You won't believe this genius Mother's Day craft idea – David makes photo vases out of PVC pipe! He added personalized images to turn these DIY vases into the perfect gift.
Skills Required: Intermediate. You can opt to use a miter saw or have the pipe cut for you. Drilling into the wood plaque to seat your pipes is optional. Your only challenge might be Mod Podging the laserjet photo images to the pipes without wrinkles, so you should have some Mod Podge experience.
If you don't have Mod Podging experience, it doesn't mean you can't try! But I would do a test on a small piece of pipe first.
Everybody has a mom, even Man Podger David. No, he wasn't brought down on a crafty alien spaceship, though sometimes his projects are out of this world! That was a horrible joke, by the way.
David's decoupage gift for Mother's Day is a collection of photo vases made out of PVC pipe, so even though my joke was bad, it was completely true. Here's how he made these DIY vases.
I’m getting a lot of requests for Mother’s Day themed items at my Etsy store, so I had the holiday on the brain when I visited Home Depot recently. I found myself, as I often do, in front of all the PVC piping thinking “there must be something I can make out of this!”
There are so many great shapes and sizes and it’s all so affordable, but I’ve never been able to come up with anything. And it suddenly dawned on me that I could use the various pipes to make DIY vases.
And then I thought, why not decoupage the pipes in old pictures and make fun, nostalgic photo vases for a Mom’s Day celebration? For a total cost of about $12.
Photo Vases from PVC Pipe
Gather These Supplies
- PVC pipes of various widths
- PVC caps to fit the pipes
- PVC pipe cement
- Outdoor Mod Podge
- Wooden plaque for a base, painted with the color of your choice (mine is from Michaels)
- Glue (I used E-6000)
- Laser copies of old photos
- Foam Brush (not pictured)
- Miter saw
- Forstner Bit and drill (optional)
Step 1. I cut the PVC pipe into various lengths ranging from 8″ – 11″ tall – just eyeballing what I thought was good. I used a miter saw, but any saw will cut through the plastic. If you purchase your PVC pipe from the home improvement store, you can ask them to cut it for you there (then you won't need a saw).
Step 2. Next up (following the manufacturer’s instructions) I used the PVC cement to glue the caps to the bottoms of the pipes, and set them aside to dry. This guarantees that no water will escape the pipes through the bottom. If you don't plan to put water in the photo vases (if you're using fake flowers), you can skip this step.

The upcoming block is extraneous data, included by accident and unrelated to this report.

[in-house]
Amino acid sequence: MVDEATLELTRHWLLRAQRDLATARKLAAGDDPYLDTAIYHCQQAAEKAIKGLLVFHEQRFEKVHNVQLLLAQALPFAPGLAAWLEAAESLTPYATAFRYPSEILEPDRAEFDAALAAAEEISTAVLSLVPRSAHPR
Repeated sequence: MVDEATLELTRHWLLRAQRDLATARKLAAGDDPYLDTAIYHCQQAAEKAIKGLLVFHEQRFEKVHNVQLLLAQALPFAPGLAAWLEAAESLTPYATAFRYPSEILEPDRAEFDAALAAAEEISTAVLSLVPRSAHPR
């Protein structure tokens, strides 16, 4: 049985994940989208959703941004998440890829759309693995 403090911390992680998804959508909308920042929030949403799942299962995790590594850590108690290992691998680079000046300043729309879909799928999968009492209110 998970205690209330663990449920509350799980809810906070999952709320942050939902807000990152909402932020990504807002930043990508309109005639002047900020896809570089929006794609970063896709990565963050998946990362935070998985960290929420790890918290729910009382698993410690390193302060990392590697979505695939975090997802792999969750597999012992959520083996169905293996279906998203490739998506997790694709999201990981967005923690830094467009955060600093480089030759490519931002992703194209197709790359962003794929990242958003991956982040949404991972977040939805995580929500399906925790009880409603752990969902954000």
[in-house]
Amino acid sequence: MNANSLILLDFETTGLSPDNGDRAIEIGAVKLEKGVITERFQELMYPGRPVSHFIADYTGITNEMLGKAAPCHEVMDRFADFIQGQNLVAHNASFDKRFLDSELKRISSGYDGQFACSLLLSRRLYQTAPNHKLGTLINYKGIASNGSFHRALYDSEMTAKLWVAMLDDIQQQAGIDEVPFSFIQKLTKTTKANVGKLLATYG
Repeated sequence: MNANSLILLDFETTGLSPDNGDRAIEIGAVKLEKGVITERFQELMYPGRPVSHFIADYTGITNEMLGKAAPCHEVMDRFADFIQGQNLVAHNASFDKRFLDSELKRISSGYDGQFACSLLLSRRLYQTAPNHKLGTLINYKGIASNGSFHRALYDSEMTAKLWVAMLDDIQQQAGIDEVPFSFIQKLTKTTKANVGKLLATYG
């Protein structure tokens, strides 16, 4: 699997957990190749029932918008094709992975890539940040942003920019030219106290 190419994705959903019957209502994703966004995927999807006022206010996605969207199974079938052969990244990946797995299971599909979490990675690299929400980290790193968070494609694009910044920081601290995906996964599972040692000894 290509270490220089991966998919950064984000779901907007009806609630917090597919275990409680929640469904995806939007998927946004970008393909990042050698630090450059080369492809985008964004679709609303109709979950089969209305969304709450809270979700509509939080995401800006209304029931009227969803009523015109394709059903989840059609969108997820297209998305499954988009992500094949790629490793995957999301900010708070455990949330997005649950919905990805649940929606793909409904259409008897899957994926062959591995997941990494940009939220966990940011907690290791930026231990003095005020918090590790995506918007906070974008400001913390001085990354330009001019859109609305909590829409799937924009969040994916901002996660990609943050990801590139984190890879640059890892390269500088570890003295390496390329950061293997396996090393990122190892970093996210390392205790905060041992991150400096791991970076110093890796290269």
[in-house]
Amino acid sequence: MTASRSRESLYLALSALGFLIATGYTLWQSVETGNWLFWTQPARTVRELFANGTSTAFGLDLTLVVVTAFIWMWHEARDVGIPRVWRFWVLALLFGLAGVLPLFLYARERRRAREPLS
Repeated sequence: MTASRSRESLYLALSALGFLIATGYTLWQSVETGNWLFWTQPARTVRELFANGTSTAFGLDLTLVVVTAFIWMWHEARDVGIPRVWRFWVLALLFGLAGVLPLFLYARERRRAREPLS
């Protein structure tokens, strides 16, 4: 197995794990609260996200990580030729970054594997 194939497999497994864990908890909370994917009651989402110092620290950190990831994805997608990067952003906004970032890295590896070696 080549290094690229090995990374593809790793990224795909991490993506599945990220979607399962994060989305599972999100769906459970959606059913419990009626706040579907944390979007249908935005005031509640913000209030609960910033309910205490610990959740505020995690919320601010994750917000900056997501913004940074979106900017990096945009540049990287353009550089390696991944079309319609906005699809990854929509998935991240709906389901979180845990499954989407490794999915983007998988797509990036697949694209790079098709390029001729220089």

Step 3. I then gathered and scanned some old family photos. I resized each photo to fit a specific pipe – I needed each photo to be tall enough and wide enough to wrap around its designated pipe. I also played a little bit with the tint of each picture to provide some contrast and a more vintage look.
Step 4. I printed the photos out onto plain paper using a laser printer. The laserjet ink is key – I knew I was going to soak the images in water and inkjet ink will run. Kinkos or Staples can make a laser copy for you if you need.
Soaking the Images
Why soak images for these DIY vases? Because this is the best way to apply images printed on laserjet to round surface with no wrinkles. You'll be surprised how well it works.
Step 5. I dropped the image in some water and, while it soaked, I coated the outside of the PVC pipe with Outdoor Mod Podge. I then removed the image from the water and gently ran my fingers down it to remove excess water.
Then I applied the image to the pipe, using my fingers to smooth out bubbles etc. I decoupaged to seal where the ends of the paper overlapped (no top coat yet, just at the overlap). I did that for each pipe and then set them aside to dry.
Step 6. This next step is totally optional. I used two Forstner bits to drill holes into the wood plaque so that my DIY vases would be seated. It gives the project a more finished look and provides extra stability.
Step 7. I gave the photo vases a sealing coat of Outdoor Mod Podge and, when that was dry, trimmed away any excess paper from the tops and bottoms.
Step 8. Next I glued the tubes to the base using E-6000. (NOTE: If you didn’t drill the holes in step 6, then just glue the pipes directly to the base. I checked and it will work – my suggestion is that you cluster the pipes closer together so they touch each other to provide a little extra stability.)
After everything has had time to fully dry (24 hours), fill the pipes with water and insert flowers into your photo vases.
Some further thoughts on this project:
1) I think next time I will paint the tops of the PVC pipes for a more finished look.
2) It occurred to me that this could become a very adaptable thing. If you used a thicker base and drilled deeper holes you could skip gluing the tubes in place and just let the base hold them. Then you could then decoupage other tubes with colorful graphics or fabric or what have you and, when you wanted to, swap out the tubes to suit your mood!
If you enjoyed this project, you're going to love these vintage Mod Podge photo transfer vases. You'll be making glass clings. it's really fun! Click on the image below to get the tutorial: